If you notice brown areas of turf on some tees and fairways, you're most likely seeing the record amount of Take-All Patch we're dealing with. Each and every year, we have seen some of this disease, however never to this extent.
As with most turf diseases, Take-All is active in a relatively narrow temperature range. In a typical spring (if there is such a thing), the symptoms of this disease appear on the foliage as a slightly weakened looking stand of turf, but as the soil temperatures increase, the disease activity stops, and the Bentgrass grows out of it. However, this spring's prolonged cool weather appears to have kept things in the "sweet spot" for this pathogen.
|Take-All on #12 fairway.|
When you compare May, 2016 to May, 2015, you can see how soil temperatures remained much cooler throughout the first three weeks of the month, often hovering in the 55+/- degree range where Take-All is active.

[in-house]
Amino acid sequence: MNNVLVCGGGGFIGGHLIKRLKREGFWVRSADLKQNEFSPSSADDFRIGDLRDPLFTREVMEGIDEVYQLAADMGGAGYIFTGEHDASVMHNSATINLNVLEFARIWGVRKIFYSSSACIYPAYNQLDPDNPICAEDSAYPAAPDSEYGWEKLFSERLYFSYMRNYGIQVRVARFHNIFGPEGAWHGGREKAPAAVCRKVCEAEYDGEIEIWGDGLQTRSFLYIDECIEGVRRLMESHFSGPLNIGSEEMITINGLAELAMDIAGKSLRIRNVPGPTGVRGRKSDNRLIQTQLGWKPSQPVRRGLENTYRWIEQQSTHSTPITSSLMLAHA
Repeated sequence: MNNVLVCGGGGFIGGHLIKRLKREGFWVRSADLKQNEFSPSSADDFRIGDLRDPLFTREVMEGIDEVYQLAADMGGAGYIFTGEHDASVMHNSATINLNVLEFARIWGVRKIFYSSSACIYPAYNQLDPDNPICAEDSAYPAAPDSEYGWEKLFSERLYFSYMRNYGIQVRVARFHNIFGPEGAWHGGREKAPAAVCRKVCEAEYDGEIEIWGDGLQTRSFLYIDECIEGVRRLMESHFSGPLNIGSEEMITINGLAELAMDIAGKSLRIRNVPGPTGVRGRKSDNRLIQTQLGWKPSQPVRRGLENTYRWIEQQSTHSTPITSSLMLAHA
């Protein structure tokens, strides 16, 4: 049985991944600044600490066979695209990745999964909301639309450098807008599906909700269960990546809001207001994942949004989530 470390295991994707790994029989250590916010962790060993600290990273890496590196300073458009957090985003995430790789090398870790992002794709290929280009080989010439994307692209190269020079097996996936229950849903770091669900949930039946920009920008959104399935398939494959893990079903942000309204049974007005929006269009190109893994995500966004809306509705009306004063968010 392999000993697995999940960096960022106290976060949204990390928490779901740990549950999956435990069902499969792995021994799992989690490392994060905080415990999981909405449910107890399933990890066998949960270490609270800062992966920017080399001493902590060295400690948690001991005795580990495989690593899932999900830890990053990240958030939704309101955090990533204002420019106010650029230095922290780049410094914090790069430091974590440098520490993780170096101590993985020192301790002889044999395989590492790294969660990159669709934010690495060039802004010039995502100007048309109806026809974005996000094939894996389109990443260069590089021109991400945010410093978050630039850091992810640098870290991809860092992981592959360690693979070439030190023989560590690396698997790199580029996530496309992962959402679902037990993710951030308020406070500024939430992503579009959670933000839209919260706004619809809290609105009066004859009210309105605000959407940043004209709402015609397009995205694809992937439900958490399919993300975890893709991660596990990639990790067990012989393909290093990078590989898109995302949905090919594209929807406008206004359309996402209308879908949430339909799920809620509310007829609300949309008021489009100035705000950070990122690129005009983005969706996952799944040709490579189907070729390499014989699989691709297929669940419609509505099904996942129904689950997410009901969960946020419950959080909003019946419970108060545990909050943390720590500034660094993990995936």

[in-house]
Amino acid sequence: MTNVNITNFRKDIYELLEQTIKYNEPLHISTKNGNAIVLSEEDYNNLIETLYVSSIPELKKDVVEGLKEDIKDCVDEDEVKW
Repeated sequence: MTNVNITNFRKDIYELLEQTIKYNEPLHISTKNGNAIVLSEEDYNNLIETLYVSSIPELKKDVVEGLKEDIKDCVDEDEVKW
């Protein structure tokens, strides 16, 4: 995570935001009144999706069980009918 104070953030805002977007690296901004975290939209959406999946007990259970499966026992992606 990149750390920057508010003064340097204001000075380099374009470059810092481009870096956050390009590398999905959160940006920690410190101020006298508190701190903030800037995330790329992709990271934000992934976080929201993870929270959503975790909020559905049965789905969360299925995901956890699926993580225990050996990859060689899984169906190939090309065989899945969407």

While this may have been a weather anomaly, which may not occur again for years, steps are being taken to ensure that we won't see the same issue again, regardless of the spring weather. We are fortunate to have a great local support network of turfgrass disease experts to consult with, including Rich Buckley, Director of Rutgers Plant Diagnostic Lab, Steve McDonald of Turfgrass Disease Solutions, and Adam Moeller, USGA agronomist.
With a root-borne pathogen such as Take-All, prevention is key, as we only see declining leaf tissue after the damage is already done to the root system. The plan going forward will likely include preventative fungicide treatments in the fall, as well as an increased use of acidifying nitrogen sources, such as ammonium sulfate, which will lower the soil pH, decreasing the severity of Take-All.